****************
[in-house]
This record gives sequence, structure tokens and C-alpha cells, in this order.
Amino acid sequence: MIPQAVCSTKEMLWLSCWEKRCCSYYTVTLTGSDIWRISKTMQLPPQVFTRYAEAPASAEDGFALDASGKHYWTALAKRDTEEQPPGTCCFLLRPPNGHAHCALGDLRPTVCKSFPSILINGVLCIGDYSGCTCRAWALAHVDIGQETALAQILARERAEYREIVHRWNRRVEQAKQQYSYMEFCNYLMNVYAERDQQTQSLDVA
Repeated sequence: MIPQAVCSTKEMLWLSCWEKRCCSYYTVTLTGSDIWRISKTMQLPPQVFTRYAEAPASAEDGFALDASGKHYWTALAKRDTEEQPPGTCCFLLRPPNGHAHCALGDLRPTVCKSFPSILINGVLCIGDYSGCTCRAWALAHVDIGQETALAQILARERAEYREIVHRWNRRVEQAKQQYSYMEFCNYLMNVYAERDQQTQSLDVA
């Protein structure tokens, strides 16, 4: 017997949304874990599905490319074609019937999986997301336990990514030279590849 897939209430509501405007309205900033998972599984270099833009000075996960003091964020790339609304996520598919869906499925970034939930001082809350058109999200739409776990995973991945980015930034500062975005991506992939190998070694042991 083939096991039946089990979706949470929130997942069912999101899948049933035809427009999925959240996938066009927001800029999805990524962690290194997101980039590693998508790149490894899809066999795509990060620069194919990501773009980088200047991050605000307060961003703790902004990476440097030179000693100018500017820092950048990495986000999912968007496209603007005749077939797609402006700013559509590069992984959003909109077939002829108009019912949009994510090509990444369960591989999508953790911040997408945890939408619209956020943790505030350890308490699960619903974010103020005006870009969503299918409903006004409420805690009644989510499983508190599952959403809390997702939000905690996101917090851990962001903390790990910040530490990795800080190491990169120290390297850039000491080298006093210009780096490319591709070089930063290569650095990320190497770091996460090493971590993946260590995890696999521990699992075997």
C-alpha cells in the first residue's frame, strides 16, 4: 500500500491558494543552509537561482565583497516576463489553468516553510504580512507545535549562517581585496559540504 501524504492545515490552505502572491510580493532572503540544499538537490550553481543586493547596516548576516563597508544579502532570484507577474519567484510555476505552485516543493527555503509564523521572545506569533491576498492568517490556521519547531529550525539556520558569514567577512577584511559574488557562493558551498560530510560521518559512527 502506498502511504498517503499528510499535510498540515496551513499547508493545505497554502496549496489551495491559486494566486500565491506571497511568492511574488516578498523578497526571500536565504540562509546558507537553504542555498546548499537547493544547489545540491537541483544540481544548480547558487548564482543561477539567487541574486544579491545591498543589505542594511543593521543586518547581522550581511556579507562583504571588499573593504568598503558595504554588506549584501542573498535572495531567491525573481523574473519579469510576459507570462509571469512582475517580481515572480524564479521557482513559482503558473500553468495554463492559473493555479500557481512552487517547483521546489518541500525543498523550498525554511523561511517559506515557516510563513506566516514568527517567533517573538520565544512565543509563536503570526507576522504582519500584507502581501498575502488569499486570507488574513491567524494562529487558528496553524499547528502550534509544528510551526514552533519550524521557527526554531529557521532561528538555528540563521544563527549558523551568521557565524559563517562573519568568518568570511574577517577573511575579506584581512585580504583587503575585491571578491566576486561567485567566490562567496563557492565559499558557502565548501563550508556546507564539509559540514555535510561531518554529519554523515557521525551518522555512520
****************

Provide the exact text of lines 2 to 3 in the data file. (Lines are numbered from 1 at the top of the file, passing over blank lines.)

This record gives sequence, structure tokens and C-alpha cells, in this order.
Amino acid sequence: MIPQAVCSTKEMLWLSCWEKRCCSYYTVTLTGSDIWRISKTMQLPPQVFTRYAEAPASAEDGFALDASGKHYWTALAKRDTEEQPPGTCCFLLRPPNGHAHCALGDLRPTVCKSFPSILINGVLCIGDYSGCTCRAWALAHVDIGQETALAQILARERAEYREIVHRWNRRVEQAKQQYSYMEFCNYLMNVYAERDQQTQSLDVA